Monday, February 24, 2014

The War Against the Imagination

I've just published a new article entitled "The War Against the Imagination:  How to Teach in a System Designed to Fail" (7,200 words), which pulls the curtain back on a quiet war waging on campuses all across the United States.  I’ve been teaching English composition at California State University Long Beach for over ten years, and have never seen more hostility directed towards the field of education than now.  Unfortunately, most of that hostility comes from within.  What with the implementation of new stringent "Common Core" requirements at the high school level, and the flight from teaching art and literature occurring at many American universities, this is not only a bad day for students—it’s a bad day for the imagination as well.  My new article analyzes this hostile takeover of the American educational system by the “Standardistos,” i.e., bureaucrats more interested in forcing students to follow meaningless rules than in actually exercising their minds.  I explore various ways to stimulate the students’ imaginations in a system specifically designed to do the exact opposite. 

The piece was published by investigative journalist Jon Rappoport on his excellent website,  Rappoport has this to say about the article:  

"I had to print this article because it’s so important to the future of what we call education, and because it’s so important to the future of freedom and human consciousness.  I would like to see Guffey's article spread far and wide.  I would like to see educators and artists and parents and students and psychologists and everybody and anybody read it thoroughly and ingest it and deal with it--and recognize themselves in it.  I certainly saw myself in it.  I saw in it the great struggle being waged, on both conscious and subconscious levels, as this civilization tries to come to terms with, understand, accept, deny what imagination really and profoundly means."
If you would like to read the entirety of "The War Against the Imagination," click HERE.


Saturday, February 1, 2014

Hello, Citizens of 2057!

An excerpt from Mark Mazzetti's 1-7-14 New York Times article entitled "Burglars Who Took On FBI Abandon Shadows":

The perfect crime is far easier to pull off when nobody is watching.

So on a night nearly 43 years ago, while Muhammad Ali and Joe Frazier bludgeoned each other over 15 rounds in a televised title bout viewed by millions around the world, burglars took a lock pick and a crowbar and broke into a Federal Bureau of Investigation office in a suburb of Philadelphia, making off with nearly every document inside.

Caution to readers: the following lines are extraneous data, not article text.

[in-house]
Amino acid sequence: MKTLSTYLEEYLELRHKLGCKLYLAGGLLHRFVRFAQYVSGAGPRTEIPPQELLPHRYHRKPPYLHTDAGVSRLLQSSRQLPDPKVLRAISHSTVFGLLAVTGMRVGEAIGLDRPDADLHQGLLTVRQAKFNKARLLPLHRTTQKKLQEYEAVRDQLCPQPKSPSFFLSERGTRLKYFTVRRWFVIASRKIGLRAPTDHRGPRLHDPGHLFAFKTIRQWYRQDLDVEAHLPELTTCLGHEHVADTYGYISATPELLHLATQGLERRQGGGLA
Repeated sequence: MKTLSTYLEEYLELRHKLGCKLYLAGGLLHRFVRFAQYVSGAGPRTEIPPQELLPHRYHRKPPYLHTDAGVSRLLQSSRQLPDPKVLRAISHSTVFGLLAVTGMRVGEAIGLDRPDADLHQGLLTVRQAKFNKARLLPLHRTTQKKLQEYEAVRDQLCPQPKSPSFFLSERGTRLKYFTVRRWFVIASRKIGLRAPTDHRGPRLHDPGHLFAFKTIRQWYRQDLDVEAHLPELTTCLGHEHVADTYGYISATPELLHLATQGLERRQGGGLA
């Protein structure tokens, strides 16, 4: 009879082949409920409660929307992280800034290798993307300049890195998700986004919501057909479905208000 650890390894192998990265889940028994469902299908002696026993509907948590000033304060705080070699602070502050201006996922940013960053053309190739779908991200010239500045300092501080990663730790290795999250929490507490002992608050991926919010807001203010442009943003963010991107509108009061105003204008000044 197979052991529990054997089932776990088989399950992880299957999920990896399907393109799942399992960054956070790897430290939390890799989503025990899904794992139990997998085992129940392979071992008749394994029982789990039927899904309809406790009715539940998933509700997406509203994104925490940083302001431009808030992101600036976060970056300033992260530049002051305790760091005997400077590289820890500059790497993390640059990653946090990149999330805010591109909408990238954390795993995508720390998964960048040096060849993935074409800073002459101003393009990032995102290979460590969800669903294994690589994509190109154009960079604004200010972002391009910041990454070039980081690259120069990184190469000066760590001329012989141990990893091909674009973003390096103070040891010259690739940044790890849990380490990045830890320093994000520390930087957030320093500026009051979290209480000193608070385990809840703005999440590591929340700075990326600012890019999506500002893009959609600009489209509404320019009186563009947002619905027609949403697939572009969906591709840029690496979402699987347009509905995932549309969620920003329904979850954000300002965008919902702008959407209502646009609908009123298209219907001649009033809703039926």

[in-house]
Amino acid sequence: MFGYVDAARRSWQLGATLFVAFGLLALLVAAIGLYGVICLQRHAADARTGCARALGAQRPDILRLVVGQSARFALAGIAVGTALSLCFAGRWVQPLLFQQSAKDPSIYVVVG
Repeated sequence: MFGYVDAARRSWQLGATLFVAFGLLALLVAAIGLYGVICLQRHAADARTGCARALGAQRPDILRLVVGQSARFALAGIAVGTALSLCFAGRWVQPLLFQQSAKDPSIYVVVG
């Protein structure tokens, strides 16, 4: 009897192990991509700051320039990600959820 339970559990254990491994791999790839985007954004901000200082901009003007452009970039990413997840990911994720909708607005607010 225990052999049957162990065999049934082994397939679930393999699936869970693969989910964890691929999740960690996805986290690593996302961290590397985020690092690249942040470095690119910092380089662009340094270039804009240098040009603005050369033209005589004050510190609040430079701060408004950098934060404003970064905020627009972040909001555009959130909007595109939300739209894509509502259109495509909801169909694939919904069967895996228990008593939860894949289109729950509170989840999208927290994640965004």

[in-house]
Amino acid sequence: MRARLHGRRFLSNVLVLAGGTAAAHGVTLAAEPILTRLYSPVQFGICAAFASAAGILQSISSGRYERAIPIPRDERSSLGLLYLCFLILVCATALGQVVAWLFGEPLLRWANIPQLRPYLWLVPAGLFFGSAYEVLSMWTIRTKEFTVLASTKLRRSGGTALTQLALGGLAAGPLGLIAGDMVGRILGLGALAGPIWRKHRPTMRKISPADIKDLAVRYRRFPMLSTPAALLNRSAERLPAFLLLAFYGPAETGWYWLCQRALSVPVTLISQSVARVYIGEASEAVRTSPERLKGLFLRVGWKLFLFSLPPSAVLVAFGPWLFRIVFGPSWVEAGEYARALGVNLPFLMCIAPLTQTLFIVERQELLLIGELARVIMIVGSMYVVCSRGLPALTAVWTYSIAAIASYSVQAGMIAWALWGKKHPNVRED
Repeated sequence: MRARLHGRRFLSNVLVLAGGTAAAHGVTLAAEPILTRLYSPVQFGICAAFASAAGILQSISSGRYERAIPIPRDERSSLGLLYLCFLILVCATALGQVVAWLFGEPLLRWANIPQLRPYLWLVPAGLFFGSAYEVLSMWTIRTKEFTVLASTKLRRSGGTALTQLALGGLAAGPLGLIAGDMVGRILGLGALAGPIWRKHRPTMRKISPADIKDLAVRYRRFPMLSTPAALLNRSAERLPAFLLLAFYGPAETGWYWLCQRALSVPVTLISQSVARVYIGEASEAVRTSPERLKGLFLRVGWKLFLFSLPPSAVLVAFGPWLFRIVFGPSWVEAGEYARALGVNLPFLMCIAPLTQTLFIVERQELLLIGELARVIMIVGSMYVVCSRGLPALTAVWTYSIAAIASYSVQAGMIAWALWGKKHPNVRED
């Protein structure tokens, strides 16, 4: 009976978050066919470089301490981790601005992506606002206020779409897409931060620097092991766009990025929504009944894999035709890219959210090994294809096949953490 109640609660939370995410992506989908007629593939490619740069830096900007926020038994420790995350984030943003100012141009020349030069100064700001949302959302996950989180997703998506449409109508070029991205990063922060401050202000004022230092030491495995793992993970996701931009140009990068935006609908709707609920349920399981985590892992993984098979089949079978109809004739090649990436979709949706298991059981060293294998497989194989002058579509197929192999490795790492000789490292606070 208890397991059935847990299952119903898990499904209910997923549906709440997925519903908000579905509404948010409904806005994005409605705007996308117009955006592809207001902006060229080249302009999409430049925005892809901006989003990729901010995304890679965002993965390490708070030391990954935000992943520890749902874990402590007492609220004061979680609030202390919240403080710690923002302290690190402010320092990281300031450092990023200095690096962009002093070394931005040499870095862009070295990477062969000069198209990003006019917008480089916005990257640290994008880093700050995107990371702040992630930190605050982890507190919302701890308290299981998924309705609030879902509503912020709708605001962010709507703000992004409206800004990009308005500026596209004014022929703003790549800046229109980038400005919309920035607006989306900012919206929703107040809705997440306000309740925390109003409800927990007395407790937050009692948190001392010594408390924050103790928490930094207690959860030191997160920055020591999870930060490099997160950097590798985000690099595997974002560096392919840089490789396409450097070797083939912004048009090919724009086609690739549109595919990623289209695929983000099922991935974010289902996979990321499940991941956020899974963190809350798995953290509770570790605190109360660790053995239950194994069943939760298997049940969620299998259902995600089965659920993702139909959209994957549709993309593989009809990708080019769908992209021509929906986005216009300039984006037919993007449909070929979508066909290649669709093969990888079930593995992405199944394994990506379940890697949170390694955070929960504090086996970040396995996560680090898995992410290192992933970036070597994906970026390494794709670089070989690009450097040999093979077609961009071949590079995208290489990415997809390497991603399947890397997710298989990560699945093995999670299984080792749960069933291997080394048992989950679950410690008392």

They were never caught, and the stolen documents that they mailed anonymously to newspaper reporters were the first trickle of what would become a flood of revelations about extensive spying and dirty-tricks operations by the F.B.I. against dissident groups.

The burglary in Media, Pa., on March 8, 1971, is a historical echo today, as disclosures by the former National Security Agency contractor Edward J. Snowden have cast another unflattering light on government spying and opened a national debate about the proper limits of government surveillance. The burglars had, until now, maintained a vow of silence about their roles in the operation. They were content in knowing that their actions had dealt the first significant blow to an institution that had amassed enormous power and prestige during J. Edgar Hoover’s lengthy tenure as director.

Skipping down further in the article we read:

…the document that would have the biggest impact on reining in the F.B.I.’s domestic spying activities was an internal routing slip, dated 1968, bearing a mysterious word: Cointelpro.

Neither the Media burglars nor the reporters who received the documents understood the meaning of the term, and it was not until several years later, when the NBC News reporter Carl Stern obtained more files from the F.B.I. under the Freedom of Information Act, that the contours of Cointelpro — shorthand for Counterintelligence Program — were revealed.

Since 1956, the F.B.I. had carried out an expansive campaign to spy on civil rights leaders, political organizers and suspected Communists, and had tried to sow distrust among protest groups. Among the grim litany of revelations was a blackmail letter F.B.I. agents had sent anonymously to the Rev. Dr. Martin Luther King Jr., threatening to expose his extramarital affairs if he did not commit suicide.

“It wasn’t just spying on Americans,” said Loch K. Johnson, a professor of public and international affairs at the University of Georgia who was an aide to Senator Frank Church, Democrat of Idaho. “The intent of Cointelpro was to destroy lives and ruin reputations.”

Senator Church's investigation in the mid-1970s revealed still more about the extent of decades of F.B.I. abuses, and led to greater congressional oversight of the F.B.I. and other American intelligence agencies. The Church Committee’s final report about the domestic surveillance was blunt. “Too many people have been spied upon by too many government agencies, and too much information has been collected,” it read.

As the New York Times celebrates these 43-year-old revelations of government malfeasance, one wonders how long it will take for the full extent of our present day domestic surveillance operations to be unveiled as well.  43 years from now, in 2057, will the New York Times--or its futuristic equivalent--be publishing articles about those dim, dark days when every single U.S. citizen was at the mercy of a fully operational gangstalking program, the existence of which few mainstream authorities were even willing to acknowledge publicly?

As Marshall McLuhan wrote in his 1972 book, Take Today:  The Executive as Dropout:  "Only puny secrets need protection.  Big discoveries are protected by public incredulity."

To read the entire New York Times article, click HERE.